Three good reasons to be thankful for weakness

“At some point in life, we must come to know who we are, like who we are, and be who we are.” – Lloyd Penley

I received this message on a beautiful Saturday morning via Facebook from an older, wiser pastor.  It challenged me.  It made me think about who I am, and if I like that person.  I’m blessed that in general, I like who I am.  I think I’m fun, humorous, creative, and a good friend.  But then I began to think about the part of me that gets her feelings hurt easily and who avoids conflict like the plague.  I began to think about my weakness.  I don’t like that part of me.

Weakness is for the birds.  It stinks.  It’s no fun.

We all have areas of weakness.  We struggle with feeling stupid, or inferior, or like a failure, or worthless.  We grieve for what we have lost or what we’ve never had.  We are anxious about our children and our health and our finances.   We have dysfunctional family relationships and difficult marriages.  And sometimes we are lonely and depressed and hurting.

Weakness sucks.

You may disagree, but I believe that we are created with the capacity for weakness.  We are made for weakness.  And as much as weakness is hard to live with, it is actually beneficial to us.  Weakness sucks, but weakness helps us in many ways.  Here are three solid reasons to be thankful for weakness:

1) Weakness welcomes God’s grace. Paul explains in 2 Corinthians 12:7 that he was given a “thorn in his flesh” in order to keep him from exalting himself.  He begged God three times to remove this weakness from him, but God said no.  Paul’s weakness kept him humble.   Because God resists the proud but gives grace to the humble, weakness was beneficial to Paul because it kept him humble and it welcomed God’s grace into his life.

2) Weakness perfects God’s power in us.  If you study the word “power” in the New Testament, looking up every verse that talks about it, you will find only one way that God’s power is perfected, or made complete in you.  God’s power isn’t perfected in you through Bible study, or prayer, or even fasting.  The only way the Bible says that God’s miraculous power is made complete in you is through weakness.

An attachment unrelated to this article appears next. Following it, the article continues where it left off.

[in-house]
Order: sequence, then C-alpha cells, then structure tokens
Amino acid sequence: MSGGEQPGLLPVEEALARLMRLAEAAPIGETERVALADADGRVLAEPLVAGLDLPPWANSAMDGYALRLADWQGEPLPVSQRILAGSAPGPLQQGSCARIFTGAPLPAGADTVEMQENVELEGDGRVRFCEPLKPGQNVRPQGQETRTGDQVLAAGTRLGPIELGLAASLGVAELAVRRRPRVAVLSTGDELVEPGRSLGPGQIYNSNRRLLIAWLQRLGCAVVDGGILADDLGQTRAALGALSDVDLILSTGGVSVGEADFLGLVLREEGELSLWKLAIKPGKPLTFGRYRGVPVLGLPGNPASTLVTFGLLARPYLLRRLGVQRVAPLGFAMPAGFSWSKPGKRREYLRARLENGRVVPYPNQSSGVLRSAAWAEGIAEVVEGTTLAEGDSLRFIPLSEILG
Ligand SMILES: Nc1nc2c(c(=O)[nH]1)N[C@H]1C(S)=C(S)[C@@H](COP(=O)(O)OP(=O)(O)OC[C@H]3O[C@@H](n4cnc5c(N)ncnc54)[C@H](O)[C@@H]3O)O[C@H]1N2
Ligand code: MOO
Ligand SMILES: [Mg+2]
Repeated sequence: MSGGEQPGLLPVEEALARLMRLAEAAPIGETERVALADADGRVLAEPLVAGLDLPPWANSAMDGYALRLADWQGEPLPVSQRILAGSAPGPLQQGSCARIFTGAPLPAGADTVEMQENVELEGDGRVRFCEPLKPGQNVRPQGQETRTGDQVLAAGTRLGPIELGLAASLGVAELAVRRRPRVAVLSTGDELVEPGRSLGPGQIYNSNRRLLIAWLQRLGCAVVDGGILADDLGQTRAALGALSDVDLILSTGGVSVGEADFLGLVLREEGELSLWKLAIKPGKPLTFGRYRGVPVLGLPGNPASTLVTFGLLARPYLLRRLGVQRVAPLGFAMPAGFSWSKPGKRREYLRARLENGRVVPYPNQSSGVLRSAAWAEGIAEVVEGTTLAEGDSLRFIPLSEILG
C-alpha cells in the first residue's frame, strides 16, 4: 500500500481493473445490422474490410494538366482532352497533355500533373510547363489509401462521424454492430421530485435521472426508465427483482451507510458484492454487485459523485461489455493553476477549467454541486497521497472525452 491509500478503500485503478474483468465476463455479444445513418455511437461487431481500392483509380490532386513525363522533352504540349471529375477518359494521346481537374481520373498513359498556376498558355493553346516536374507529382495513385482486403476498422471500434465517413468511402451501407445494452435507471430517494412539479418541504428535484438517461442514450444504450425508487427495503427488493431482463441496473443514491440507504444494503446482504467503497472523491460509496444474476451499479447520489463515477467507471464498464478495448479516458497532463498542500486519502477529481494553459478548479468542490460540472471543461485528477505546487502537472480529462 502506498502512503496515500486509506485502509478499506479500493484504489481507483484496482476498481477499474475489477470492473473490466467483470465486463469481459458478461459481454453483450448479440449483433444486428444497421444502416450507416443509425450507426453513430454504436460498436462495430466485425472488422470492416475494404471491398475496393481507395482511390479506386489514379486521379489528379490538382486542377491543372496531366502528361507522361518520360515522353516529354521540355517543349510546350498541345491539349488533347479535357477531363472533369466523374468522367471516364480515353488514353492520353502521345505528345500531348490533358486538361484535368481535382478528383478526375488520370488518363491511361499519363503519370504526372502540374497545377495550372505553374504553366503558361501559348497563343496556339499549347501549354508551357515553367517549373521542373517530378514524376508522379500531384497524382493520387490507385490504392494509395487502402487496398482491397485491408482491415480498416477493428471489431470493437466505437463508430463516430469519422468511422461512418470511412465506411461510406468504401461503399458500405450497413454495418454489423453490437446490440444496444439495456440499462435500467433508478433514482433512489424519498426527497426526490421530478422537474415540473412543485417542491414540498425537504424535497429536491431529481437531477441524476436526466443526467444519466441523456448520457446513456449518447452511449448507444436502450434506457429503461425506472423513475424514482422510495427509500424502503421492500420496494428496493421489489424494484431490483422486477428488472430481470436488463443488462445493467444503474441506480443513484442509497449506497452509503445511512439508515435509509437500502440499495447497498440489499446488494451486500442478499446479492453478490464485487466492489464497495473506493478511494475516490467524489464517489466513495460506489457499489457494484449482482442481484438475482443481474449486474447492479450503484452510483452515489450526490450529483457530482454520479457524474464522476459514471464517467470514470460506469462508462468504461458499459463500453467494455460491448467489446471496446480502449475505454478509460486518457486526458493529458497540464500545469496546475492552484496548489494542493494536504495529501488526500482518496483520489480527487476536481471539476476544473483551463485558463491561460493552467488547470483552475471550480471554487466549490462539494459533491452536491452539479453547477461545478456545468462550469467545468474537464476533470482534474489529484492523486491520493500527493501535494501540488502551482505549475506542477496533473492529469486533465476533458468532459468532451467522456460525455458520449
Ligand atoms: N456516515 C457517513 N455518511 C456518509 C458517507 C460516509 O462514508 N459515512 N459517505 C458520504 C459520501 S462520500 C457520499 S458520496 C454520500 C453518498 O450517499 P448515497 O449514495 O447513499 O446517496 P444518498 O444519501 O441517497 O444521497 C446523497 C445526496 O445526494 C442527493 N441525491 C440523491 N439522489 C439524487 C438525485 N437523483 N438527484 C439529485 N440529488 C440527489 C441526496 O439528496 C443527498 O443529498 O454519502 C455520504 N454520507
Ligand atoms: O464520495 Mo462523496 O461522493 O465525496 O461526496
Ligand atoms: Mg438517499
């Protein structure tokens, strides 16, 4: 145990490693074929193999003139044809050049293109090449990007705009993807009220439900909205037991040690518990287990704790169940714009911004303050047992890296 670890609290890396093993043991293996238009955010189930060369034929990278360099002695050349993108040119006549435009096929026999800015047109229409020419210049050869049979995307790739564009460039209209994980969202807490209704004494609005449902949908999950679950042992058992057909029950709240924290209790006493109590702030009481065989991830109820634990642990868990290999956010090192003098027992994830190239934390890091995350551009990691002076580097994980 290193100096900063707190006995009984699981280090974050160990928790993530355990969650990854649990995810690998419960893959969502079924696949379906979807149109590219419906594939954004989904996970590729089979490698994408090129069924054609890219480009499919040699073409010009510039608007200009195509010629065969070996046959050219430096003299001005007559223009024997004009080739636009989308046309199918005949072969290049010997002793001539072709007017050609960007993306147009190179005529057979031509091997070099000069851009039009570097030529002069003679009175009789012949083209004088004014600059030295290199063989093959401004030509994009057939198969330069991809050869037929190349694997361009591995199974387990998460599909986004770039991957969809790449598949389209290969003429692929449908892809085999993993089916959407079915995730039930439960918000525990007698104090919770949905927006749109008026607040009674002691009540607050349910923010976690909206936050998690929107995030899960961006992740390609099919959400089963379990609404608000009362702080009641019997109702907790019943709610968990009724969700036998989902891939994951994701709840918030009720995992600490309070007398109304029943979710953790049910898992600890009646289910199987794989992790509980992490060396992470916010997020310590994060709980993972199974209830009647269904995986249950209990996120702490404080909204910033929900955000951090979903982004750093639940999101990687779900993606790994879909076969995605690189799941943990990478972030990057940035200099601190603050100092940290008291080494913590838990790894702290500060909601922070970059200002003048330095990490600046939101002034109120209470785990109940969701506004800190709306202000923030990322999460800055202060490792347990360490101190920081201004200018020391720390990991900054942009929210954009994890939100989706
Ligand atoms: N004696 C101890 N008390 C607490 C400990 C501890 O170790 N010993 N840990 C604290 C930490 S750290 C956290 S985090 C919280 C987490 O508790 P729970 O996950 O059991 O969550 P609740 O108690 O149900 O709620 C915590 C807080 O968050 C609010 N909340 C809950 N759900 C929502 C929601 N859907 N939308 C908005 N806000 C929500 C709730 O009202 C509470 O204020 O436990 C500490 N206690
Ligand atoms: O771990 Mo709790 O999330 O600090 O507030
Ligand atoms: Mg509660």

Weakness is the incubator of God’s miraculous power. 

Paul said that he was happy to talk about his weaknesses  so that the power of Christ could dwell in him.  No weakness, no power.

3) Weakness makes us dependent upon Jesus.   In Matthew 11:28-29, Jesus implores the weak and heavy laden to come to Him and to take His yoke upon them.  If you are strong, you don’t need Jesus.  You can just plow ahead, doing your own thing, without the help of Jesus.  But the weak run to Jesus and say, “I can’t do this!  Help me!”  And that’s when Jesus gently places His yoke upon them so that they can pull together.  The weak are yoked with Jesus and the burden is shared.

Not long after telling God that I didn’t like this weakness part of me, I began to thank Him for it.  Weakness has kept me humble and welcomed His grace.  Weakness is allowing God’s miraculous power to be made complete and whole in me.  And weakness keeps me running to Jesus, depending on Him every day, every hour, and even every minute.

We are made for weakness.  It doesn’t sound like good news, but it is.  It is good news because we are made for relationship with Jesus, and weakness keeps us in that place of constant need of Him.  Weakness drives us to “the throne of grace, so that we may receive mercy and find grace to help in time of need.” (Hebrews 4:16).

Thank you, God, for weakness.

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